The images included here are abstractions in that their relationship to their environment is limited by the frame of the photograph. In other words while they can be recognized for what they are, they cannot readily be associated with their surroundings.
The interactions between the thicker prmary branches and the thinner, more fragile branches, along with the changes in color and tone are the elements that catch the eye, and hold this photograph together.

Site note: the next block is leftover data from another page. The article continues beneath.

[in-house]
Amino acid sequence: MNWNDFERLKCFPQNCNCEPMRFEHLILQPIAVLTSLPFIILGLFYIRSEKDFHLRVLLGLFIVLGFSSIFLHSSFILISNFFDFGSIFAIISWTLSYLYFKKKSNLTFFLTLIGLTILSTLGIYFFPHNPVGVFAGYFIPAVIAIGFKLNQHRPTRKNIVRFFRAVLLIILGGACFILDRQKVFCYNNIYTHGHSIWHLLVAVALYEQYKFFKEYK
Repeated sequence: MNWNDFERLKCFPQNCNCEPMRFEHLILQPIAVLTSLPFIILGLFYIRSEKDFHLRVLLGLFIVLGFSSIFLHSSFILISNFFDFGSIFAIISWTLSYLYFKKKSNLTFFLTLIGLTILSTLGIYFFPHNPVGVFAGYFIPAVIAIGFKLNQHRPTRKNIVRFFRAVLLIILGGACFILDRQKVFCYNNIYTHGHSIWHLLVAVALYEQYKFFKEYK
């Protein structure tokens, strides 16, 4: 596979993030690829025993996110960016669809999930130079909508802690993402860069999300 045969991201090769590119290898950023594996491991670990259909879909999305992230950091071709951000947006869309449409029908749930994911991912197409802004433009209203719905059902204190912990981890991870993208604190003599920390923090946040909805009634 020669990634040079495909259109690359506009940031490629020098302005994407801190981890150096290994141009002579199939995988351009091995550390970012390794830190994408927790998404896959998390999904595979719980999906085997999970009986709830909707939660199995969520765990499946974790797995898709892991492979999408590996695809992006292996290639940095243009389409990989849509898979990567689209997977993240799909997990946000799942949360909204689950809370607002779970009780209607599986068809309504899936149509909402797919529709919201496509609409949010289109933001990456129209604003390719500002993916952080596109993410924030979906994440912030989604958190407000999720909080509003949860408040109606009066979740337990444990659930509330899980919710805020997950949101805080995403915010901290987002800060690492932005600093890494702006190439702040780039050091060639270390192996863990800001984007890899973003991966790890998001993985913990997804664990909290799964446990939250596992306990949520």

The patterns and shapes which are given form by the colors in this image are tied together by the lines formed by the branches. What may, at first, look like a jumble of twigs becomes, with a practiced eye, a cohesive image.
This image splits the difference between an abstraction and a more conventional intimate landscape. The soft colors and patterns of the willows in the lower half of the photograph give way to the more solid and, readily recognizable, branches of the cottonwood tree. The snow on the branches of the tree lend just the right amount of softening which ties it all together.